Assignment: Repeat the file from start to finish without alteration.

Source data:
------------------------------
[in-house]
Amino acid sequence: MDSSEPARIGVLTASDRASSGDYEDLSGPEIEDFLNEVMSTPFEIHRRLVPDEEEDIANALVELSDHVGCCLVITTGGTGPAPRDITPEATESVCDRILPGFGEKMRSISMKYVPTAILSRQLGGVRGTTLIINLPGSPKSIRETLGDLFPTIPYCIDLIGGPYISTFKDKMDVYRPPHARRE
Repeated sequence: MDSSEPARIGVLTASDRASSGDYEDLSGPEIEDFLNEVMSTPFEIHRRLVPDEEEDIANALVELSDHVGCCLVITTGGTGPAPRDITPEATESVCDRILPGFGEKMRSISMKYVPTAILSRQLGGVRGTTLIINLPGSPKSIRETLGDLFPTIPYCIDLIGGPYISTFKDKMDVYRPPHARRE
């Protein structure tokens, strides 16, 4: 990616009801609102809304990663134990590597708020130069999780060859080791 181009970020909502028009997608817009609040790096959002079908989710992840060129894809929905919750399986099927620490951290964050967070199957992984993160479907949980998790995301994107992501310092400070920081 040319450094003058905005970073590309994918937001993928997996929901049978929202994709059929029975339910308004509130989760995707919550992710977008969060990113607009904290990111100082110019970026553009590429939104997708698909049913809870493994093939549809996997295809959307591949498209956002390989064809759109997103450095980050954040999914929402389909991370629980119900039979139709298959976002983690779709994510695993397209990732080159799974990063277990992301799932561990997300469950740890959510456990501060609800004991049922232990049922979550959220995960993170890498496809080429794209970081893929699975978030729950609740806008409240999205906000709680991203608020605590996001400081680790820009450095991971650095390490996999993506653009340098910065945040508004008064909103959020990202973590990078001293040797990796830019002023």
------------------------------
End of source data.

[in-house]
Amino acid sequence: MDSSEPARIGVLTASDRASSGDYEDLSGPEIEDFLNEVMSTPFEIHRRLVPDEEEDIANALVELSDHVGCCLVITTGGTGPAPRDITPEATESVCDRILPGFGEKMRSISMKYVPTAILSRQLGGVRGTTLIINLPGSPKSIRETLGDLFPTIPYCIDLIGGPYISTFKDKMDVYRPPHARRE
Repeated sequence: MDSSEPARIGVLTASDRASSGDYEDLSGPEIEDFLNEVMSTPFEIHRRLVPDEEEDIANALVELSDHVGCCLVITTGGTGPAPRDITPEATESVCDRILPGFGEKMRSISMKYVPTAILSRQLGGVRGTTLIINLPGSPKSIRETLGDLFPTIPYCIDLIGGPYISTFKDKMDVYRPPHARRE
């Protein structure tokens, strides 16, 4: 990616009801609102809304990663134990590597708020130069999780060859080791 181009970020909502028009997608817009609040790096959002079908989710992840060129894809929905919750399986099927620490951290964050967070199957992984993160479907949980998790995301994107992501310092400070920081 040319450094003058905005970073590309994918937001993928997996929901049978929202994709059929029975339910308004509130989760995707919550992710977008969060990113607009904290990111100082110019970026553009590429939104997708698909049913809870493994093939549809996997295809959307591949498209956002390989064809759109997103450095980050954040999914929402389909991370629980119900039979139709298959976002983690779709994510695993397209990732080159799974990063277990992301799932561990997300469950740890959510456990501060609800004991049922232990049922979550959220995960993170890498496809080429794209970081893929699975978030729950609740806008409240999205906000709680991203608020605590996001400081680790820009450095991971650095390490996999993506653009340098910065945040508004008064909103959020990202973590990078001293040797990796830019002023």